Giving breast cancer survivors HRT does NOT increase risk of recurrence, study finds

Giving breast cancer survivors hormone replacement therapy is safe, research shows.

For decades, doctors avoided recommending HRT to women who had overcome the disease for fear it would trigger a recurrence.

Danish scientists have now challenged concerns, sparked by two studies in the 1990s.

They found no increased risk of disease recurrence in survivors taking HRT, particularly vaginal estrogen.

This discovery gives hope to thousands of breast cancer survivors who have been tormented by the debilitating symptoms of menopause. Many have had to struggle using natural remedies or nothing at all, activists say.

But the Danish study was small and does not prove that all types of HRT are safe for breast cancer survivors.

A Danish study of 8,500 women with breast cancer has raised hopes that more women can use HRT to treat menopausal symptoms without increasing their risk of disease recurrence (stock image of a breast cancer scan)

A Danish study of 8,500 women with breast cancer has raised hopes that more women can use HRT to treat menopausal symptoms without increasing their risk of disease recurrence (stock image of a breast cancer scan)

The new research, led by Odense University Hospital, followed 8,500 postmenopausal women.

All the participants had been diagnosed with estrogen receptor positive breast cancer, which develops thanks to the female sex hormone. Around three quarters of all breast cancers in the UK are of this type.

HRT replenishes dwindling levels of estrogen, hence why cancer fears have left doctors afraid to hand out patches, gels and implants.

The drugs are currently only available by prescription.

The women in the study received tamoxifen or aromatase inhibitors. Both drugs work by stopping estrogen from working, which helps slow the growth of breast cancer.

Just over 2,000 women took some form of HRT in the years following their cancer diagnosis.


Menopause is defined as the changes a woman goes through just before and after her period stops and is no longer able to get pregnant naturally.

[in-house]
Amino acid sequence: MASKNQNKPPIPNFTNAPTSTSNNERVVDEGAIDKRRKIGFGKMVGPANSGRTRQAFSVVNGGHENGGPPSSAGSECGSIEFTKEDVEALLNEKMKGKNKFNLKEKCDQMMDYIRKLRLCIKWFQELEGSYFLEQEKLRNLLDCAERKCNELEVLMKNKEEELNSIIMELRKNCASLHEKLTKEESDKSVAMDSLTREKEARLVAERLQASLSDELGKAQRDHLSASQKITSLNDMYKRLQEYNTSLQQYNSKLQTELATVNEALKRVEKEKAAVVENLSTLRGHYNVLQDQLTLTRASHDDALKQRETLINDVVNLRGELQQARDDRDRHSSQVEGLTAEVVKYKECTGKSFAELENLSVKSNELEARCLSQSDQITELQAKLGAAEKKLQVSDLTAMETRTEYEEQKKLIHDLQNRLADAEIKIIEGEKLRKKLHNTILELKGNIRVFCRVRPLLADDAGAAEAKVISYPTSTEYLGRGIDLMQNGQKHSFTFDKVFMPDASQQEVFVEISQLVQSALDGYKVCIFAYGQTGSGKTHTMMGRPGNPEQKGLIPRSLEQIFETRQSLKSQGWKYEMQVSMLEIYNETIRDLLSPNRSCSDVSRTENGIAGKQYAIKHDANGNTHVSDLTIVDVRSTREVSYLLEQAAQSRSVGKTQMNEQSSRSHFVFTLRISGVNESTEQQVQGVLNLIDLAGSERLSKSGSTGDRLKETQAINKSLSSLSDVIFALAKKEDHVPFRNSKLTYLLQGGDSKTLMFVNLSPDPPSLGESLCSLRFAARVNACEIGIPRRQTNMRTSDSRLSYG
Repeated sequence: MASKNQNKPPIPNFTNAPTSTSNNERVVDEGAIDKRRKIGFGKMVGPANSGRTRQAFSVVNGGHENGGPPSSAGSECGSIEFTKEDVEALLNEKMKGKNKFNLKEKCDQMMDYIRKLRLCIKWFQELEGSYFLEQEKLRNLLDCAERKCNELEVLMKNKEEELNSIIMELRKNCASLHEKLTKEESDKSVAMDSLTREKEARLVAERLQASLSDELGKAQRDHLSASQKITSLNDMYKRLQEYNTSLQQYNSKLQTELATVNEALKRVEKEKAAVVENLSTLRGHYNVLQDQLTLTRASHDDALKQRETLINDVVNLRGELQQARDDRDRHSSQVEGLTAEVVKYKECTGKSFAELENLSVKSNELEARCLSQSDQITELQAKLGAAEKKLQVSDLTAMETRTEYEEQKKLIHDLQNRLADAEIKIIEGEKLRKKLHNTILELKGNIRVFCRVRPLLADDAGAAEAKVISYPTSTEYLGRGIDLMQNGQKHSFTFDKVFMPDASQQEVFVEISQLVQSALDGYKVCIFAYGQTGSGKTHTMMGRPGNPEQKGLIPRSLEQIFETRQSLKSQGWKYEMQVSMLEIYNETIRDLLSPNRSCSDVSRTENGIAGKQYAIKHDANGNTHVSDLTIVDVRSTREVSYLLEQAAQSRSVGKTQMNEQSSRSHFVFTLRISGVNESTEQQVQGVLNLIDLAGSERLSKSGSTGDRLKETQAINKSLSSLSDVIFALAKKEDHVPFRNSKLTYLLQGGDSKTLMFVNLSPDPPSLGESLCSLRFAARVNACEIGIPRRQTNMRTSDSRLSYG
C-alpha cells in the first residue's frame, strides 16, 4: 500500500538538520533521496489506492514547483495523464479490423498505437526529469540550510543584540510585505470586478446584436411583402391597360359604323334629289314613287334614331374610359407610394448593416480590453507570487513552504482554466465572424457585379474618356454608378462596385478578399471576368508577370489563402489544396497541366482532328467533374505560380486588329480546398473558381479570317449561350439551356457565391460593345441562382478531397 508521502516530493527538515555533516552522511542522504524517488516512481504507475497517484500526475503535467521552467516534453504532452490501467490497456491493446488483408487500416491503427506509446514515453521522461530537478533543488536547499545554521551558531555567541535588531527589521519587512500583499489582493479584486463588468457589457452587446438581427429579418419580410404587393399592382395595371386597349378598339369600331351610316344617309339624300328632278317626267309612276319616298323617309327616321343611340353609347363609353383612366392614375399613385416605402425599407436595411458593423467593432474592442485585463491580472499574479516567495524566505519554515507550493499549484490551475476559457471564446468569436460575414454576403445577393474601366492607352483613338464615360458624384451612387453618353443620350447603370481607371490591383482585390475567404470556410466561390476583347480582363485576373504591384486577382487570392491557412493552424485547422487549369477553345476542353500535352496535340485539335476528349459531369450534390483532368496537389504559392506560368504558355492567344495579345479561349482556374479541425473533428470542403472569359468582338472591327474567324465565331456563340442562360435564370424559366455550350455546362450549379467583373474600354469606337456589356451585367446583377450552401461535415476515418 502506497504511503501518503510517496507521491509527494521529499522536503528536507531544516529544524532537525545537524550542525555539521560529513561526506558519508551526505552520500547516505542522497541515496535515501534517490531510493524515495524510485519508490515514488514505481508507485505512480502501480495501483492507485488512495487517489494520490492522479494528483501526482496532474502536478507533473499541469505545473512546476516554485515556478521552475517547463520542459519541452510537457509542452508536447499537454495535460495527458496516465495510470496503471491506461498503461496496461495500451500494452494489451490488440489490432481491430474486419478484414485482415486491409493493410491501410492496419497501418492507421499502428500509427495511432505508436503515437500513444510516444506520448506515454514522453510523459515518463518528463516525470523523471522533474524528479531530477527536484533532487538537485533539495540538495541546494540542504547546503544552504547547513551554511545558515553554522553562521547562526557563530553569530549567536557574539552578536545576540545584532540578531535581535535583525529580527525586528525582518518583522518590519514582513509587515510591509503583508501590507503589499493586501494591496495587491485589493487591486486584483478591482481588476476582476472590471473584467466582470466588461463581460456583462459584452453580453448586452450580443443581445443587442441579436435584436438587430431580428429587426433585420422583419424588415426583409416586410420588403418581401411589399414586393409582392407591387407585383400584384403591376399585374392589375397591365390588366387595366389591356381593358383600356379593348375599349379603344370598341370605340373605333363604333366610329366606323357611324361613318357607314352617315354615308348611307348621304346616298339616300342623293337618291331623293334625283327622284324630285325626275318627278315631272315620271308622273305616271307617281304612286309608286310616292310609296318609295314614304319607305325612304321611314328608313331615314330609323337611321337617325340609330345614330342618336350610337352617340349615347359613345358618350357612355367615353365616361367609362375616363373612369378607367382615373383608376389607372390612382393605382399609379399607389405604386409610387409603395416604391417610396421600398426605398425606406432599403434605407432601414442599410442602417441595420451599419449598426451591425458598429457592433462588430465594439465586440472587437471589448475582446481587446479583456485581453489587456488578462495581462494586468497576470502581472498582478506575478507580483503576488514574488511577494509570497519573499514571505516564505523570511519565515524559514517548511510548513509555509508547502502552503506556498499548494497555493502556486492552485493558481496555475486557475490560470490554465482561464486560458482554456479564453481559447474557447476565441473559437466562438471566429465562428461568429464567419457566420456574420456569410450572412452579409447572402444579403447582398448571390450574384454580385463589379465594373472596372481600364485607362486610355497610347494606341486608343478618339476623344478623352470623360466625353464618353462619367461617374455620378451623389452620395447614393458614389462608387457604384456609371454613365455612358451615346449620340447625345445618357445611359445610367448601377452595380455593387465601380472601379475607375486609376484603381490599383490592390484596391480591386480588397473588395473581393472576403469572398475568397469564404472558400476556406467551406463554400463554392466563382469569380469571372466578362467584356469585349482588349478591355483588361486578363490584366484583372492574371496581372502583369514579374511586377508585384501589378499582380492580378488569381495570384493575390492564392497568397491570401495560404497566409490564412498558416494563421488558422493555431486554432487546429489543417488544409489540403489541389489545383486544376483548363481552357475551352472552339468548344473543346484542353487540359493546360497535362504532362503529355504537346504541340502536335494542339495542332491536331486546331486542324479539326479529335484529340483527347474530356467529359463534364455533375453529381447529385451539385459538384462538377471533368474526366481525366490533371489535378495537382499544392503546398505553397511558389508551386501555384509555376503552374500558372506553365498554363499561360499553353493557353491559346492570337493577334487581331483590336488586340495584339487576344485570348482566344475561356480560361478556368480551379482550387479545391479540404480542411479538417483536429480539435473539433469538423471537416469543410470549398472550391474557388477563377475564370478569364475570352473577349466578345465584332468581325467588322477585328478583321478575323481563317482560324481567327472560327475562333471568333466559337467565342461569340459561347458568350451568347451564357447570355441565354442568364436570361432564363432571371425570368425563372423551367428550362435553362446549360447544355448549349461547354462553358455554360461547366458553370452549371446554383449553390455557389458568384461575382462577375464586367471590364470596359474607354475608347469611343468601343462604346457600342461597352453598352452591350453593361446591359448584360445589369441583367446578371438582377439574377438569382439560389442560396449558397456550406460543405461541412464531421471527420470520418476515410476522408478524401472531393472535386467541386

Some women go through this period with few or no symptoms, around 60% have symptoms leading to behavioral changes and one in four will experience severe pain.

Common symptoms include hot flashes, night sweats, vaginal dryness leading to discomfort during sex, disturbed sleep, decreased libido, memory and concentration problems, and mood swings.

Menopause occurs when your ovaries stop producing as much estrogen hormone and no longer release an egg each month.

In the UK, the average age for a woman to reach menopause is 51, according to the NHS.

Participants were followed for up to a decade, or until cancer recurrence or death occurred.

During the analysis, 1333 (16%) women had a recurrence of breast cancer.

Of these, 111 were taking vaginal estrogen, 16 another form of HRT and 1,206 were taking none.

Calculations showed that recurrence rates were 15.4% in the vaginal estrogen group and 17.1% in the other HRT group.

This compares to a 19.2% risk in the group not taking HRT.

However, researchers found a 39% increased risk of cancer recurrence in a subset of women taking both vaginal estrogen and aromatase inhibitors.

Dr Elizabeth Cathcart-Rake, breast oncologist at the prestigious Mayo Clinic in the US, said: “This large study helps inform nuanced discussions between clinicians and breast cancer survivors about the safety of vaginal therapy. to estrogens.

“The results suggest that breast cancer survivors on tamoxifen with severe genitourinary symptoms can undergo vaginal estrogen therapy without increasing their risk of breast cancer recurrence.”

“However, caution is always advised when considering vaginal estrogen for breast cancer survivors on aromatase inhibitors, or when considering menopausal hormone therapy.”

A Cancer Research UK spokesperson said further research was needed to confirm the results of the small Danish study.

Dr Channa Jayasena, a consultant reproductive endocrinologist at Imperial College London, said the results appeared credible and suggested that “future trials investigating the safety of HRT are warranted”.

However, he said: “It seems premature to recommend HRT for women after breast cancer based on this study alone.”

Professor Debasish Tripathy, an oncologist at the University of Texas, told NewScientist: “I don’t think [these results are] conclusive enough to tell someone they can safely use these estrogen products.

While the study raises hope that breast cancer survivors could use more forms of HRT, it comes as tens of thousands of women in the UK struggle to get the menopause drugs due to drug shortages. current supply.

There are around 56,000 breast cancer diagnoses in the UK, the vast majority (99%) of which are in women.

Around 11,000 people die of breast cancer each year in Britain, with three-quarters of those diagnosed with the disease surviving at least a decade.

Charity Breast Cancer Now estimates there are 600,000 breast cancer survivors in the UK.

In the United States, 260,000 cases of breast cancer are diagnosed each year, with 42,000 deaths.

The most common sign of breast cancer is a new lump on the breast. Women who notice a new lump in their breast or an area of ​​thickened tissue should have it checked out by their GP.

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